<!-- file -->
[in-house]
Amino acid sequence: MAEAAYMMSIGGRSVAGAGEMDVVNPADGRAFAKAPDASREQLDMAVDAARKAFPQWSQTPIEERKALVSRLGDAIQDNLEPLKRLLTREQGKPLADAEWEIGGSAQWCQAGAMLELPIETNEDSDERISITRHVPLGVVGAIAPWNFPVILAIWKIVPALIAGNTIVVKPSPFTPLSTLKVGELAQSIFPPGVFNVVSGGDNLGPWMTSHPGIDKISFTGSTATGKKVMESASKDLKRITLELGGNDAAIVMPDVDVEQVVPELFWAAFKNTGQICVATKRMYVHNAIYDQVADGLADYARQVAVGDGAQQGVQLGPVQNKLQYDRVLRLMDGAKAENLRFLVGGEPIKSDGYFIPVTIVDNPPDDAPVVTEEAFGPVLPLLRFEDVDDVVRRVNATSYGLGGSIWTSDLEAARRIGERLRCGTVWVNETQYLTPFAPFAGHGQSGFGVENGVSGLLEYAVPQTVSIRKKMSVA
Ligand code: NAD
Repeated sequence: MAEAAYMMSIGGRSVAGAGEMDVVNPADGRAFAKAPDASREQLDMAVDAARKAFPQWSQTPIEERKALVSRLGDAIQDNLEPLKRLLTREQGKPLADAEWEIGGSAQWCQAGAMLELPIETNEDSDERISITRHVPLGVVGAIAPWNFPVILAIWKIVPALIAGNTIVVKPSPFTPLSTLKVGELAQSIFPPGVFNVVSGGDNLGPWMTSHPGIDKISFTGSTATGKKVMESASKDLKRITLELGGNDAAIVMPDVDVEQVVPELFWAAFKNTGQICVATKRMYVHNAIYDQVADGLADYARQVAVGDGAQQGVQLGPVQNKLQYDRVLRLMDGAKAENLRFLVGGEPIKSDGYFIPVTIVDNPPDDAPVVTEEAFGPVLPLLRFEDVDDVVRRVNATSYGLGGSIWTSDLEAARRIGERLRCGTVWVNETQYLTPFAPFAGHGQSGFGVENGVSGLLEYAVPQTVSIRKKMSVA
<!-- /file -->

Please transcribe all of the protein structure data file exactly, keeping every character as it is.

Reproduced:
[in-house]
Amino acid sequence: MAEAAYMMSIGGRSVAGAGEMDVVNPADGRAFAKAPDASREQLDMAVDAARKAFPQWSQTPIEERKALVSRLGDAIQDNLEPLKRLLTREQGKPLADAEWEIGGSAQWCQAGAMLELPIETNEDSDERISITRHVPLGVVGAIAPWNFPVILAIWKIVPALIAGNTIVVKPSPFTPLSTLKVGELAQSIFPPGVFNVVSGGDNLGPWMTSHPGIDKISFTGSTATGKKVMESASKDLKRITLELGGNDAAIVMPDVDVEQVVPELFWAAFKNTGQICVATKRMYVHNAIYDQVADGLADYARQVAVGDGAQQGVQLGPVQNKLQYDRVLRLMDGAKAENLRFLVGGEPIKSDGYFIPVTIVDNPPDDAPVVTEEAFGPVLPLLRFEDVDDVVRRVNATSYGLGGSIWTSDLEAARRIGERLRCGTVWVNETQYLTPFAPFAGHGQSGFGVENGVSGLLEYAVPQTVSIRKKMSVA
Ligand code: NAD
Repeated sequence: MAEAAYMMSIGGRSVAGAGEMDVVNPADGRAFAKAPDASREQLDMAVDAARKAFPQWSQTPIEERKALVSRLGDAIQDNLEPLKRLLTREQGKPLADAEWEIGGSAQWCQAGAMLELPIETNEDSDERISITRHVPLGVVGAIAPWNFPVILAIWKIVPALIAGNTIVVKPSPFTPLSTLKVGELAQSIFPPGVFNVVSGGDNLGPWMTSHPGIDKISFTGSTATGKKVMESASKDLKRITLELGGNDAAIVMPDVDVEQVVPELFWAAFKNTGQICVATKRMYVHNAIYDQVADGLADYARQVAVGDGAQQGVQLGPVQNKLQYDRVLRLMDGAKAENLRFLVGGEPIKSDGYFIPVTIVDNPPDDAPVVTEEAFGPVLPLLRFEDVDDVVRRVNATSYGLGGSIWTSDLEAARRIGERLRCGTVWVNETQYLTPFAPFAGHGQSGFGVENGVSGLLEYAVPQTVSIRKKMSVA